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Which Wines Will China Be Drinking in 10 Years?

July 2015
 
by Dong Li
 
 

There is a saying that suggests, “You can’t sell a refrigerator to an Eskimo.” Unfortunately, many wine importers find themselves in similar situations in China’s wine market, where there is no historical culture of wine consumption over thousands of years, and 70% of the Chinese population has minimal or no wine knowledge.

Most attempts to decode China’s wine market focus on socioeconomic factors such as GDP and disposable income, given that “price and label” are still the most predominant purchasing triggers. Yet the evolution from “price and label” to “quality and taste” is happening, accelerated by many factors including thriving wine education institutes and the Chinese government’s anti-corruption movement.

A crystal ball that can forecast which California wine is going to win over the Chinese wine market during the next 10 years does exist: It is Chinese wine lover’s palate. One of the best ways to understand the Chinese consumer’s palate is through the country’s varied cuisines. Eight regional cuisines have been recognized: Lu (Shandong), Chuan (Sichuan), Hui (Anhui), Yue (Guangdong), Min (Fujian), Xiang (Hunan), Su (Jiangsu) and Zhe (Zhejiang). These styles differ from one another due to factors such as available resources, climate, geography, history, cooking techniques and lifestyles.

With billions of people from the countryside of China moving to the cities, and western cuisines gaining popularity, the fate of California wines in the Chinese market will largely depend on understanding the Chinese wine lover’s palate and its evolution over time.

 

Chinese Cuisine by Region

 
  Lu (Shandong) cuisine  
    Shandong cuisine is characterized by its emphasis on aroma, freshness, crispness and tenderness. This is the top region for alcohol consumption in China, so a rich-flavored, full-bodied, tannic Napa Valley Cabernet should be able to gain some traction in this area.  
 
  Chuan (Sichuan) cuisine  
    Arguably the most well-known Chinese cuisine in the world, Sichuan (Szechuan) cuisine is in fact a product of globalization. Peppercorns that were brought to China from the Americas in the 18th century, largely determined Sichuan cuisine’s distinctively spicy taste. Both off-dry white wines (Chenin Blancs and Rieslings) or peppery reds such as Zinfandel could find a market here, depending on whether people like to offset or intensify the heat on the palate.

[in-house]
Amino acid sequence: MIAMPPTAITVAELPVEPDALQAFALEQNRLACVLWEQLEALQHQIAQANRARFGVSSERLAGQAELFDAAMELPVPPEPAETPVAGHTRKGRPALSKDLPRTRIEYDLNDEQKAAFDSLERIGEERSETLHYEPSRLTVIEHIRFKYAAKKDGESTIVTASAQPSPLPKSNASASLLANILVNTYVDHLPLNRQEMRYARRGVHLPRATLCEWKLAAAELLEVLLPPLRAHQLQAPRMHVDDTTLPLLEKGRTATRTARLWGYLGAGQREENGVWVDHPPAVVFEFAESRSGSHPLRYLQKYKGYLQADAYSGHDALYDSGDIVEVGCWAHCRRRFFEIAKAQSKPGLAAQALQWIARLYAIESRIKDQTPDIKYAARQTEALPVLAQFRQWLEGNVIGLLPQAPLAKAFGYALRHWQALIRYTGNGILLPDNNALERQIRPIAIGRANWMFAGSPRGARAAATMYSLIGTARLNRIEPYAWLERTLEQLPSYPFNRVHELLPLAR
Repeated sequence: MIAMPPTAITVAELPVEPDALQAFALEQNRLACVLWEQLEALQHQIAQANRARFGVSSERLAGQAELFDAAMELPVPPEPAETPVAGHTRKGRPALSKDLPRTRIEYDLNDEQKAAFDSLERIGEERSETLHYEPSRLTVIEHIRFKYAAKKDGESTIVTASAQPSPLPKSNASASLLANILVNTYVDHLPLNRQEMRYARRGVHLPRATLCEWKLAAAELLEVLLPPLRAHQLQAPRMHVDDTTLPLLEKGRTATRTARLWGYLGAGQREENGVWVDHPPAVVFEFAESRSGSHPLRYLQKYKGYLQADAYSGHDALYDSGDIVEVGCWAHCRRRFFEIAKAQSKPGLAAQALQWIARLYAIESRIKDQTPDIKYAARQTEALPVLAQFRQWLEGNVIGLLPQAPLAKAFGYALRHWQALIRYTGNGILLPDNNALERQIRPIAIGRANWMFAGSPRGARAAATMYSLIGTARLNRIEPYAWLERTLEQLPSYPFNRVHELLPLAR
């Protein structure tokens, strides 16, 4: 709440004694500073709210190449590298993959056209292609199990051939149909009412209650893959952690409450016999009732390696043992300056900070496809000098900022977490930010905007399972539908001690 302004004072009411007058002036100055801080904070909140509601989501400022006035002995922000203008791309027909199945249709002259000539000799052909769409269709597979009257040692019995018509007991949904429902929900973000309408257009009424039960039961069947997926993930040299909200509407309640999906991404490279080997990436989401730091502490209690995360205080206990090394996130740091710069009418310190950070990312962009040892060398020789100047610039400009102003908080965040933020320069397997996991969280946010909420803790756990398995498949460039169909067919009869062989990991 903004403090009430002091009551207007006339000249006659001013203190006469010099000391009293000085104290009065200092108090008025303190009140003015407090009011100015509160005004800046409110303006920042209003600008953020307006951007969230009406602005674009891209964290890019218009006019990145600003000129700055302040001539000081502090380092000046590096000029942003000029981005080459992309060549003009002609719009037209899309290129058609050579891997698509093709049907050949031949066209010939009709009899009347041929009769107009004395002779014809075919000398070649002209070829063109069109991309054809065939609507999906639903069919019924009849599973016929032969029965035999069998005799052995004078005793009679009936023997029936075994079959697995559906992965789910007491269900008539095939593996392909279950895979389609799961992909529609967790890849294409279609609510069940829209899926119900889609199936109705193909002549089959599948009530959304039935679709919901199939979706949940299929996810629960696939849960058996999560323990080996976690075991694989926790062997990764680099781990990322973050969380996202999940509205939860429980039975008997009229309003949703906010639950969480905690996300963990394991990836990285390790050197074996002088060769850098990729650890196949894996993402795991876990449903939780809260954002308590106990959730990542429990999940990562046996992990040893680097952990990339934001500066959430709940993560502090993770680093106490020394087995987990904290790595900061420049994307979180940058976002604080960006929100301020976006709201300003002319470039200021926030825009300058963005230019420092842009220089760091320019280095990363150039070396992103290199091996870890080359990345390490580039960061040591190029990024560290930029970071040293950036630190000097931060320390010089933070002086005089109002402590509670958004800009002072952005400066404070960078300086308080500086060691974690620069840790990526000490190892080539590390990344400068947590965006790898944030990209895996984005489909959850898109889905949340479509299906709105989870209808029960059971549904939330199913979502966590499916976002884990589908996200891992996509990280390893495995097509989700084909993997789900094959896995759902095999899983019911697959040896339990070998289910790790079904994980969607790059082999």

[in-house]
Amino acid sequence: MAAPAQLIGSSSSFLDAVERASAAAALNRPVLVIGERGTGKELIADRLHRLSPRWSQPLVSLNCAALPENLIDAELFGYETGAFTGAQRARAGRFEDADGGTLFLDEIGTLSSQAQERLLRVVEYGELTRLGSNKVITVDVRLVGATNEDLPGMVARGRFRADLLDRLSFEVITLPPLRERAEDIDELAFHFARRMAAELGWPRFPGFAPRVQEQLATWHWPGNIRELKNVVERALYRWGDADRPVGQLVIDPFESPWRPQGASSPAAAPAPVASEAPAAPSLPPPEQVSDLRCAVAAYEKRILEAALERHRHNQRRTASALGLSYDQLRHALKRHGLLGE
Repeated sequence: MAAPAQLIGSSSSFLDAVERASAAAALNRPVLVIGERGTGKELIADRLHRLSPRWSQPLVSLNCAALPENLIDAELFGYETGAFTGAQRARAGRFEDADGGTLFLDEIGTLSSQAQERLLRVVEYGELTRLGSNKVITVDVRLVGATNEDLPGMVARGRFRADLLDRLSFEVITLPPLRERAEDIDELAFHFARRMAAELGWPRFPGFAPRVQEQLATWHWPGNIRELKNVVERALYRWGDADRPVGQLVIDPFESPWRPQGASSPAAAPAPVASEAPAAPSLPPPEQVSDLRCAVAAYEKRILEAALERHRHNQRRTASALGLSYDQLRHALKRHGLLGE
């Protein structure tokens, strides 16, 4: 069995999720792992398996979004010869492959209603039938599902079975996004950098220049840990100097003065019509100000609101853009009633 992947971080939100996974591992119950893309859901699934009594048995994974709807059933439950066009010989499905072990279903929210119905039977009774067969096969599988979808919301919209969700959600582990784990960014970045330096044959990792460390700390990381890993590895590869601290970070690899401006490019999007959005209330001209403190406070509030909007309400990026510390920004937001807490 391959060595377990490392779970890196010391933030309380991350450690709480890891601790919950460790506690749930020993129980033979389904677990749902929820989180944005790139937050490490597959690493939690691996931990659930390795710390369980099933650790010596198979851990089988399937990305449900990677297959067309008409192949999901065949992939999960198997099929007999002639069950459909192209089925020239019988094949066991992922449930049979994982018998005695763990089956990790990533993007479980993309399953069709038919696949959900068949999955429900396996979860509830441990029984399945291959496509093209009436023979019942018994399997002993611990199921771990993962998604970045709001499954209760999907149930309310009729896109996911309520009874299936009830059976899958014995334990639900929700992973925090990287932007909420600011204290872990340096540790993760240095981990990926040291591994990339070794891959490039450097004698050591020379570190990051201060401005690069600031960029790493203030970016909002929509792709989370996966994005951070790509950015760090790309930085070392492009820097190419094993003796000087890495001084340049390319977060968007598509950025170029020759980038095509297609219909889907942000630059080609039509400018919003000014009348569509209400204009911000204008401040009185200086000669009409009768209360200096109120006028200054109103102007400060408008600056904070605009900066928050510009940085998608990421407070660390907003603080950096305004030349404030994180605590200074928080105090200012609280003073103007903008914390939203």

Yue (Guangdong) cuisine  
    The Cantonese are well known for consuming almost anything that moves. This versatile attitude toward food makes Guangdong cuisine one of the easiest Chinese cuisines to pair with wine. Riesling, with its broad spectrum of styles from bone dry to super sweet, could be a good match for many Guangdong dishes.
 
  Min (Fujian) cuisine  
    This cuisine is known to be light but flavorful, soft and tender, with particular emphasis on umami taste. Rhône varietals would pair well with this cuisine since their tannins are moderate enough that they don’t taste bitter with flavors that are sweet, sour or salty, yet they retain enough tannins to stand up to meat.  
 
  Su (Jiangsu) and Zhe (Zhejiang) cuisine  
    Referred to as the “land of fish and rice” (synonymous with the western “milk and honey”), these two cuisines have many similarities: Both are almost never spicy in contrast to Sichuan or Hunan cuisine, and they’re usually more meticulous and light compared to the hearty cuisine of north China. This is the land of delicacy for both cuisine and palate, which calls for delicate wines such as Pinot Noir.  
 
  Xiang (Hunan) cuisine  
    Similar to Sichuan cuisine, the Hunan style of cooking is also well known for its hot, spicy flavor, fresh aroma and deep color. Sweet, fragrant white wines such as Viognier from California’s Central Coast would match well with the spicy and sour flavor of this cuisine.  
 
  Anhui (Hui) cuisine  
    Anhui cuisine can be quite salty and hearty due to its heavy use of soy sauce. A full-bodied, mature, fruity red wine such as a Napa Valley Merlot would do well in this region.  
 

 


Dong Li is a senior editor and columnist for Taste Spirit in America. He holds an MBA from INSEAD and has completed advanced training from the International Sommelier Guild.

 

 
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